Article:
Saturday, February 1, 2014

My First, and last, Duck Hunt

Duck Hunting

            It was in the last bright days of Indian Summer, those magical few warm days before the temperatures plunge for their final descent into the coldness of winter that Pop came home from squirrel hunting down the river with more than the four or five squirrels that would soon become dumplings in my mom’s biggest pot.  This memorable day he also had killed four or five ducks to clean for the Frady table.  As far as I can remember, it was the first time I had ever seen wild ducks killed and brought home. 

            I was amazed with these ducks.  I had read the outdoor magazines and read about duck hunting, but that was something they did somewhere else, far away from our little corner of the state.   They hunted in fields near lakes and swamps; we had the fields and a river.  They had hunting dogs that jumped into freezing water and swam after downed birds. We had a Feist squirrel dog that wouldn’t jump in the river in late fall for a t-bone steak.  They hunted from blinds set up near decoys with duck calls and fancy shotguns.  We had no such arrangement.  No, the thought had never crossed my mind to go duck hunting along our piece of the Catawba.

            These ducks were Mallards.  The beautifully colored males had the shiny metallic green heads with a white ring around the base of their neck while the female was better camouflaged in grays, browns, and tans.  Both had bright teal stripes near the back inner part of their wings.  Mallards are one of the prettiest birds around and they never fail to make me think of autumn and hunting, even though I’m not much of a duck hunter.  At least these days I’m not.  But there was that one hunting trip I made….

            A week or so after my dad brought home the ducks, there came a perfect fall day and the great outdoors were calling my name loudly and with urgency.  I had to hit the hunting trail.  So I grabbed my brother’s 20-gauge shotgun and a pocket full of shells and went after a mess of squirrels.  I followed the edge of the river down across the empty cornfields toward the cow pastures below.  There were a few rabbits along that side of the fields next to the river but not really any squirrels.  However, once you got down to the pastures, there were some oaks and a good number of hickory trees along the river.  Squirrels were plentiful when the trees had hickory nuts and acorns on them and we had brought home a good number from those trees.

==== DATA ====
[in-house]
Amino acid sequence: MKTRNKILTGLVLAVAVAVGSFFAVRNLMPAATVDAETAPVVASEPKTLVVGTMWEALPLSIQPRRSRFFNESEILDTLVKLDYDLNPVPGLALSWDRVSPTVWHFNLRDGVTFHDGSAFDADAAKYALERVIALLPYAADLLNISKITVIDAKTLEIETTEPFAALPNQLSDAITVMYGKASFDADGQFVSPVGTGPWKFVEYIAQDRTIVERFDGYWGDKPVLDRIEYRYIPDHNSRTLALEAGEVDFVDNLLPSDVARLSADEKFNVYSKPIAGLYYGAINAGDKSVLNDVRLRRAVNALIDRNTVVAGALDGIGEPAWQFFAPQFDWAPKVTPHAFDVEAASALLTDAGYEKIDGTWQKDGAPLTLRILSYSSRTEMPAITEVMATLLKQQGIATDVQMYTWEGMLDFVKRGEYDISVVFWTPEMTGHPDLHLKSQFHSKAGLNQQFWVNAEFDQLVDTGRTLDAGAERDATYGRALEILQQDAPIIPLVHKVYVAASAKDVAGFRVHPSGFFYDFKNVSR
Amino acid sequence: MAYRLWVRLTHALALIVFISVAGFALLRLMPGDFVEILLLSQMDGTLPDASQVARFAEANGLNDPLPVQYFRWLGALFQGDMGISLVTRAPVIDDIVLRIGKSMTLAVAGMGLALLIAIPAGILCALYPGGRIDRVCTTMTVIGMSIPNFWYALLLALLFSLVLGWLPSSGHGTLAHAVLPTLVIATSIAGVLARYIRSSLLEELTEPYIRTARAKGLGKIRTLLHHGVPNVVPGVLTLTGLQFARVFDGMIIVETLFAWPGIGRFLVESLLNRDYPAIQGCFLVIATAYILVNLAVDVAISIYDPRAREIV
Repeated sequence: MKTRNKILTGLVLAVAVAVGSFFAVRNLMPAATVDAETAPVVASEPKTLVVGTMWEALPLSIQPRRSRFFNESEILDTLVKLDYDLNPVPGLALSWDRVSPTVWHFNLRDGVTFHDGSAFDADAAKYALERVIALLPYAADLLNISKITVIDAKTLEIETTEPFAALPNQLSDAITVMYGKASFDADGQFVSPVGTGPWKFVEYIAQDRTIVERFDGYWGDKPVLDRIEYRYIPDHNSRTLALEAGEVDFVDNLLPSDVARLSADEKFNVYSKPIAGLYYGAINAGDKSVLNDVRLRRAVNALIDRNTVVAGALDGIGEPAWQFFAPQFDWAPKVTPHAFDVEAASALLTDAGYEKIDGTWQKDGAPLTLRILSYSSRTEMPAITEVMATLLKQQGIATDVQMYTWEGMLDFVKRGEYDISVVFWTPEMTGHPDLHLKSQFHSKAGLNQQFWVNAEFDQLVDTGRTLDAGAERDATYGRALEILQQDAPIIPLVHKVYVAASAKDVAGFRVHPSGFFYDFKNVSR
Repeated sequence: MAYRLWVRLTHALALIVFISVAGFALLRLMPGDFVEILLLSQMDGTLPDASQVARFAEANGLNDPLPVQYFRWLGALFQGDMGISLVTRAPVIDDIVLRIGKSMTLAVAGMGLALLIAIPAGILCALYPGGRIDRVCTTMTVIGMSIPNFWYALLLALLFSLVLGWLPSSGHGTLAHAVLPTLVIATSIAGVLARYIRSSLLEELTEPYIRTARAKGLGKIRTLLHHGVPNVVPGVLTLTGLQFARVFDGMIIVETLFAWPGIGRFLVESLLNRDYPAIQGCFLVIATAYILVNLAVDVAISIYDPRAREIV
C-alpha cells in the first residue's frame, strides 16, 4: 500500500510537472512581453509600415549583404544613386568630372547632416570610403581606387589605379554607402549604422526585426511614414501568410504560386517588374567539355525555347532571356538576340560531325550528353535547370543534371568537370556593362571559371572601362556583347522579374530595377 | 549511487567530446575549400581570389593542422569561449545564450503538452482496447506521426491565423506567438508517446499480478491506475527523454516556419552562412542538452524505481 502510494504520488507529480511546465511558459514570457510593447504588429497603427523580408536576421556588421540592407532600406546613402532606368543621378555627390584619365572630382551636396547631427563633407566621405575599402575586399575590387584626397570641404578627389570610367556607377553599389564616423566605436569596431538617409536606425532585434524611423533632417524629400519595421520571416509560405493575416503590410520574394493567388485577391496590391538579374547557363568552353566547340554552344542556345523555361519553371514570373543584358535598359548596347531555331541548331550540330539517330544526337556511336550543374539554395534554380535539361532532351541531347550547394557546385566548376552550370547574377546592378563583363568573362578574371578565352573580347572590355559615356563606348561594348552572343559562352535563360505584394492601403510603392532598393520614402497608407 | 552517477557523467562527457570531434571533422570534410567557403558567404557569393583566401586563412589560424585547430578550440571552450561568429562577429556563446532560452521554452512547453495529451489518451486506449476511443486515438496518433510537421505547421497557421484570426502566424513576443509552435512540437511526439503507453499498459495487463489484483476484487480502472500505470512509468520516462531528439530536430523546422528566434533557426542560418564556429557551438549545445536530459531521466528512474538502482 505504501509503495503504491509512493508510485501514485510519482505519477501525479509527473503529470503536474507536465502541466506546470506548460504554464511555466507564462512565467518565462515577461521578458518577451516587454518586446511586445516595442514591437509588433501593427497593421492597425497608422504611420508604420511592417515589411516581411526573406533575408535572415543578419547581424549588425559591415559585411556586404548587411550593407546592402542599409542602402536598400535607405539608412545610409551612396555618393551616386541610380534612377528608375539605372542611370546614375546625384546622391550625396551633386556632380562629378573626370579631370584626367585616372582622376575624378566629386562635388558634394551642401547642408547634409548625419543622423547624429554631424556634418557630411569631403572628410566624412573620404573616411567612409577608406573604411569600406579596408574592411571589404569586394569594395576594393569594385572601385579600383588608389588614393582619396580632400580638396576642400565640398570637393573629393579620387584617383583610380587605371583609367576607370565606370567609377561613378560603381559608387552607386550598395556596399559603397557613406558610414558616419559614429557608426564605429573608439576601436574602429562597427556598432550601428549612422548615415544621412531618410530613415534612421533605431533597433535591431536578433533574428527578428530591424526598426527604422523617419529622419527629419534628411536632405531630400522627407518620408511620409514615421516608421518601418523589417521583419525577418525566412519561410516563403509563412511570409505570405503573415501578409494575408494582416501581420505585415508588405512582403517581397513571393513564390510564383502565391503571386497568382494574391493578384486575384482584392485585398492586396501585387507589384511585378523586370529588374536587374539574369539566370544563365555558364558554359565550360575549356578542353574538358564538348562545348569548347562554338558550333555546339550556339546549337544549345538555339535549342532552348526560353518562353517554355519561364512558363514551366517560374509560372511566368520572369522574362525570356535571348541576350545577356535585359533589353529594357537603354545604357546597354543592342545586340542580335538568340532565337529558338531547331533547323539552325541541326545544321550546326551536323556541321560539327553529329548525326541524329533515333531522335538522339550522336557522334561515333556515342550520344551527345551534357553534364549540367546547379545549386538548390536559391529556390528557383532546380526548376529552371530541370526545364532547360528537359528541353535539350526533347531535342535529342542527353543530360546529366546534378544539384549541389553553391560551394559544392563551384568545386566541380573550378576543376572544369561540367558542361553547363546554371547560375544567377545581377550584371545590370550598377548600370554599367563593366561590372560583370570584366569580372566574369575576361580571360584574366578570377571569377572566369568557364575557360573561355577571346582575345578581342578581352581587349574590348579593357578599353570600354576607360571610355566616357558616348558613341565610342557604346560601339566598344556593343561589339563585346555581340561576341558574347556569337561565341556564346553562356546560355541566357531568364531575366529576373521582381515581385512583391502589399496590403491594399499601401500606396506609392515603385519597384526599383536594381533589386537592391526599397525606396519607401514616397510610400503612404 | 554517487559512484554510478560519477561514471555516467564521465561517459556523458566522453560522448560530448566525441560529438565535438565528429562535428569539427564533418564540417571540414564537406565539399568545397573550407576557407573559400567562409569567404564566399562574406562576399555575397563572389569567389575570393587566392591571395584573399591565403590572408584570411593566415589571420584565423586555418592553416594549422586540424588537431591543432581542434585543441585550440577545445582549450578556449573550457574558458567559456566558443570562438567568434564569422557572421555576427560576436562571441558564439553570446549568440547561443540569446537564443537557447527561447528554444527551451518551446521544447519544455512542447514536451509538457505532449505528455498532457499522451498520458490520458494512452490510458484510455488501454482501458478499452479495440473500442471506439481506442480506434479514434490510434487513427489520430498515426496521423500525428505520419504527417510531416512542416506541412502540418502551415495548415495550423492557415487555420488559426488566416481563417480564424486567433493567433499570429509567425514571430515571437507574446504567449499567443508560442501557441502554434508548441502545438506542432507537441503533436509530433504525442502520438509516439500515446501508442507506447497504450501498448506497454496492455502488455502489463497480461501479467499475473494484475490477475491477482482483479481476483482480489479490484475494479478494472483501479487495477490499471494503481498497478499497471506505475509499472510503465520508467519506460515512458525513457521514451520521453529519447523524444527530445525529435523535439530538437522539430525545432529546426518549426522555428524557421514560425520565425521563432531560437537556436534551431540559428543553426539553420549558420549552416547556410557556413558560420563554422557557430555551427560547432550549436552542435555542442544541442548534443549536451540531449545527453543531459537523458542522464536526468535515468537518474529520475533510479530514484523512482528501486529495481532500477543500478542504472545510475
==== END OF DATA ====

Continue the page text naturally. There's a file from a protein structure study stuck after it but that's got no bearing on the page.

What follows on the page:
Once I was across the fence and approaching the first of the groups of oak trees I slowed to a stealthy pace and tried to keep silent, with other trees and brush between me and the trees I hoped had some squirrels in them.  One slow step at a time then pause, and search the tree from bottom to top for any sign of my prey.  For the first several trees I had no luck. The squirrels weren’t moving.  Then as I approached a couple of hickory trees standing together, a tell-tale flash of gray followed by the hoarse bark of a big squirrel told me my first squirrel was dead ahead.

            Ever so carefully, step by silent step I eased along the riverbank with my eyes scanning the tree.  There he was! About forty feet up near a fork in the first hickory; I saw the squirrel circle the tree.  I watched and waited but he wouldn’t budge back to my side.  I eased in a circle around the base, looking up the trunk and searching every nook and cranny for the squirrel.  After a few scans of the tree I spotted a section of the bark on the trunk that seemed a bit smoother than the rest.  Softly three or four steps back I crept, watching that spot.  I could make him out now.  He was flattened tight against the bark, high up in the tree.  Now that I had him spotted he was an easy shot and I raised that old twenty up, set the bead on the squirrel and squeezed off a shot.  BOOM! And the squirrel tumbled from the treetop down and out to land ten or fifteen feet from where I was standing.  My first squirrel of the morning was in the bag.

            I watched those two trees for several more minutes in case I had missed one, but nothing else showed there, so I turned on down the river. 

            I moved from one group of trees to another hoping for another squirrel but it was a little while before I saw my second one.  This one didn’t try to hide, but took off running from tree to tree trying to reach the security of its nest before I got to him.  I hustled along to get down to where the squirrel was running through the limbs of one tree to head for the next and got there just as the squirrel ran up a long limb and leaped for the next tree.  I brought my gun up and followed through as he ran down the limb toward the safety of the thicker foliage.  BOOM! And the squirrel rolled down the limb and off into thin air before plummeting to the ground near the base of the tree. 

            I retrieved number two.

            By this time I was approaching a shallow bend in the river, which usually had a wide sand bar along the bank I was on.  The bend in the river forces the current over to the far bank and water on my side slowed dropping all it’s sediment.  The sand bar often had remains of fish and fresh-water clams along the water.  Evidence that animals of various kinds had come there to feed and with good success.  I had often spooked up a crane when approaching the sand bar, and had seen the tracks of opossum, raccoon, and bobcat.  It was a popular spot among the animals, it seemed. That day it would become the scene of a terrible massacre.

            Across the river and downstream about twenty or so yards, a large rock protruded into the river current from the far bank.  On the glorious day, what should be on the rock waiting to test my hunting skills?  Six. Large. Ducks.